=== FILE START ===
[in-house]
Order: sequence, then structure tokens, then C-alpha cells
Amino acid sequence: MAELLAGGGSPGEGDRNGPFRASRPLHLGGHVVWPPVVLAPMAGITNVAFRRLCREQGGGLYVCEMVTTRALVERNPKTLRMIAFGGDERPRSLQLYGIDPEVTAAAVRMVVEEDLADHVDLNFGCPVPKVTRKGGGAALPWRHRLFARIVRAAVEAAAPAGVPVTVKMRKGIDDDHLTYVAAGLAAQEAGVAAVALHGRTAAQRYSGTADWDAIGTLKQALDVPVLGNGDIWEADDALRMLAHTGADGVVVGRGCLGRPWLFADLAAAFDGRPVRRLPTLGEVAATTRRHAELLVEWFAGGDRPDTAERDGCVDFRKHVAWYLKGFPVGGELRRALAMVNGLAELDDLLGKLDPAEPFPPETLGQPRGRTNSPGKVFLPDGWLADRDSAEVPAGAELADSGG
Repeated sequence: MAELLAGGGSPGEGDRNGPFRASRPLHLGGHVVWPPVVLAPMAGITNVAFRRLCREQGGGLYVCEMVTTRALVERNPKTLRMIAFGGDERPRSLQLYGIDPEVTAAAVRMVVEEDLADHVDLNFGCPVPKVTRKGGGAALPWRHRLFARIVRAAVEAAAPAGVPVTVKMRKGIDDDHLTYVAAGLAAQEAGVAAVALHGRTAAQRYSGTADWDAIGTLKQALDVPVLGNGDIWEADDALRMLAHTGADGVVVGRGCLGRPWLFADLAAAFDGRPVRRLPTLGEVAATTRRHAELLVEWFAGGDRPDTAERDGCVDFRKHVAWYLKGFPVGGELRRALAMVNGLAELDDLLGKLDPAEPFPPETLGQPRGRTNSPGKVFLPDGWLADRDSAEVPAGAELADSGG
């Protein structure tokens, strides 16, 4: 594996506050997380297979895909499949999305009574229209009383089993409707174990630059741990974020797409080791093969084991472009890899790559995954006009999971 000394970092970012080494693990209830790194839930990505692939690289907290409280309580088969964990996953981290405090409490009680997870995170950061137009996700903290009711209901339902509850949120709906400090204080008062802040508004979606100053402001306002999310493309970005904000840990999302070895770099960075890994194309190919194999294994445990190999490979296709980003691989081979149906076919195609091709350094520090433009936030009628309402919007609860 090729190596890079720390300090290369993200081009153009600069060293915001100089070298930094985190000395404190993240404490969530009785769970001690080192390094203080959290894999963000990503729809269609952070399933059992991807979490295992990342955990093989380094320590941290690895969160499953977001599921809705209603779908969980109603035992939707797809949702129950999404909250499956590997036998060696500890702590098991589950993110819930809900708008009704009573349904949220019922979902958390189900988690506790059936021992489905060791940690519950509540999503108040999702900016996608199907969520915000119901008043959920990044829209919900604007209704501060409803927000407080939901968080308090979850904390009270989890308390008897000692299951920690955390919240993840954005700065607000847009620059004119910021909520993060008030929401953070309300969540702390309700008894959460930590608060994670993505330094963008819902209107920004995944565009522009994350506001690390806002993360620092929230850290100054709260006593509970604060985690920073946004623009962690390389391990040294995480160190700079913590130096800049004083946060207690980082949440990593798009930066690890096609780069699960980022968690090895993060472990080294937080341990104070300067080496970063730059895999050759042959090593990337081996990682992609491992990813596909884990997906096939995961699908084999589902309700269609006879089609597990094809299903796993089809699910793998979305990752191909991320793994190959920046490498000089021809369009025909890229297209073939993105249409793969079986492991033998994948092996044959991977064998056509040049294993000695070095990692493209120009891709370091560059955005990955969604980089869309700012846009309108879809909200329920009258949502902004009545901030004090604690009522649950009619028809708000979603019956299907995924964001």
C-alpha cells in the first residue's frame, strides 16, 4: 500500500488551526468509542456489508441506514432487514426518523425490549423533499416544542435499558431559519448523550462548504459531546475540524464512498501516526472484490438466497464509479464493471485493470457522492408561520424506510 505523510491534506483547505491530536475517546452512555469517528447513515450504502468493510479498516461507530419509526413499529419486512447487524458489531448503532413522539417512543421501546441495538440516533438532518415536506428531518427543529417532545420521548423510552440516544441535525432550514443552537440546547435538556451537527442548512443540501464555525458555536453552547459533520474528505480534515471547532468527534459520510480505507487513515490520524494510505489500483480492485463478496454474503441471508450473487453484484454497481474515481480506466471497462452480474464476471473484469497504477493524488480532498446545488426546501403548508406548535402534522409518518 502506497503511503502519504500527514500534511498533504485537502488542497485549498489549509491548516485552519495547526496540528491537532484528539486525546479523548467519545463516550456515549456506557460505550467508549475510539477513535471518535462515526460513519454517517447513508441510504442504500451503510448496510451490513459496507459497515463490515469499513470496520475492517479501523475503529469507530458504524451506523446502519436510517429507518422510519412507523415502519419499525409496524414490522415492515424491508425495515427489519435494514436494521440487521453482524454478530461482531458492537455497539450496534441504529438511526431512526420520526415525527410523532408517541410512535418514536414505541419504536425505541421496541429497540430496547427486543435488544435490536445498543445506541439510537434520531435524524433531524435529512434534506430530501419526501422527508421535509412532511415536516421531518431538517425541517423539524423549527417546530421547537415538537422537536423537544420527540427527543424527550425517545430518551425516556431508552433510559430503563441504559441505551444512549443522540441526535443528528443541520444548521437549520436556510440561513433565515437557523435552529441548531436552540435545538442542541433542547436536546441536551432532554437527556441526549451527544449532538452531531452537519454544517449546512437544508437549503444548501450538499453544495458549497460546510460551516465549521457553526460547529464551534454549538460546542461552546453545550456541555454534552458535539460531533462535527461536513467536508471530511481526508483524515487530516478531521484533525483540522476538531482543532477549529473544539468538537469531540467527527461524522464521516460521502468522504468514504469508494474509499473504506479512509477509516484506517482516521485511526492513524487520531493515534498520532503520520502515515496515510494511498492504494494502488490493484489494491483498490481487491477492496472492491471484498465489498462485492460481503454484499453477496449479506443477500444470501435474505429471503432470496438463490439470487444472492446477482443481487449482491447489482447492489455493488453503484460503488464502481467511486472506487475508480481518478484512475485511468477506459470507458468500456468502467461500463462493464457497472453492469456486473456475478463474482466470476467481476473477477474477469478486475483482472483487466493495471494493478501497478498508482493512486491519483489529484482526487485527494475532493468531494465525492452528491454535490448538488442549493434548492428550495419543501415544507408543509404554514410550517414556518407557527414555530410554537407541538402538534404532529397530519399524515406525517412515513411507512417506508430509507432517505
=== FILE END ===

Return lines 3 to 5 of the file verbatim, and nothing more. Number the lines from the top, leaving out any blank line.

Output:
Amino acid sequence: MAELLAGGGSPGEGDRNGPFRASRPLHLGGHVVWPPVVLAPMAGITNVAFRRLCREQGGGLYVCEMVTTRALVERNPKTLRMIAFGGDERPRSLQLYGIDPEVTAAAVRMVVEEDLADHVDLNFGCPVPKVTRKGGGAALPWRHRLFARIVRAAVEAAAPAGVPVTVKMRKGIDDDHLTYVAAGLAAQEAGVAAVALHGRTAAQRYSGTADWDAIGTLKQALDVPVLGNGDIWEADDALRMLAHTGADGVVVGRGCLGRPWLFADLAAAFDGRPVRRLPTLGEVAATTRRHAELLVEWFAGGDRPDTAERDGCVDFRKHVAWYLKGFPVGGELRRALAMVNGLAELDDLLGKLDPAEPFPPETLGQPRGRTNSPGKVFLPDGWLADRDSAEVPAGAELADSGG
Repeated sequence: MAELLAGGGSPGEGDRNGPFRASRPLHLGGHVVWPPVVLAPMAGITNVAFRRLCREQGGGLYVCEMVTTRALVERNPKTLRMIAFGGDERPRSLQLYGIDPEVTAAAVRMVVEEDLADHVDLNFGCPVPKVTRKGGGAALPWRHRLFARIVRAAVEAAAPAGVPVTVKMRKGIDDDHLTYVAAGLAAQEAGVAAVALHGRTAAQRYSGTADWDAIGTLKQALDVPVLGNGDIWEADDALRMLAHTGADGVVVGRGCLGRPWLFADLAAAFDGRPVRRLPTLGEVAATTRRHAELLVEWFAGGDRPDTAERDGCVDFRKHVAWYLKGFPVGGELRRALAMVNGLAELDDLLGKLDPAEPFPPETLGQPRGRTNSPGKVFLPDGWLADRDSAEVPAGAELADSGG
């Protein structure tokens, strides 16, 4: 594996506050997380297979895909499949999305009574229209009383089993409707174990630059741990974020797409080791093969084991472009890899790559995954006009999971 000394970092970012080494693990209830790194839930990505692939690289907290409280309580088969964990996953981290405090409490009680997870995170950061137009996700903290009711209901339902509850949120709906400090204080008062802040508004979606100053402001306002999310493309970005904000840990999302070895770099960075890994194309190919194999294994445990190999490979296709980003691989081979149906076919195609091709350094520090433009936030009628309402919007609860 090729190596890079720390300090290369993200081009153009600069060293915001100089070298930094985190000395404190993240404490969530009785769970001690080192390094203080959290894999963000990503729809269609952070399933059992991807979490295992990342955990093989380094320590941290690895969160499953977001599921809705209603779908969980109603035992939707797809949702129950999404909250499956590997036998060696500890702590098991589950993110819930809900708008009704009573349904949220019922979902958390189900988690506790059936021992489905060791940690519950509540999503108040999702900016996608199907969520915000119901008043959920990044829209919900604007209704501060409803927000407080939901968080308090979850904390009270989890308390008897000692299951920690955390919240993840954005700065607000847009620059004119910021909520993060008030929401953070309300969540702390309700008894959460930590608060994670993505330094963008819902209107920004995944565009522009994350506001690390806002993360620092929230850290100054709260006593509970604060985690920073946004623009962690390389391990040294995480160190700079913590130096800049004083946060207690980082949440990593798009930066690890096609780069699960980022968690090895993060472990080294937080341990104070300067080496970063730059895999050759042959090593990337081996990682992609491992990813596909884990997906096939995961699908084999589902309700269609006879089609597990094809299903796993089809699910793998979305990752191909991320793994190959920046490498000089021809369009025909890229297209073939993105249409793969079986492991033998994948092996044959991977064998056509040049294993000695070095990692493209120009891709370091560059955005990955969604980089869309700012846009309108879809909200329920009258949502902004009545901030004090604690009522649950009619028809708000979603019956299907995924964001």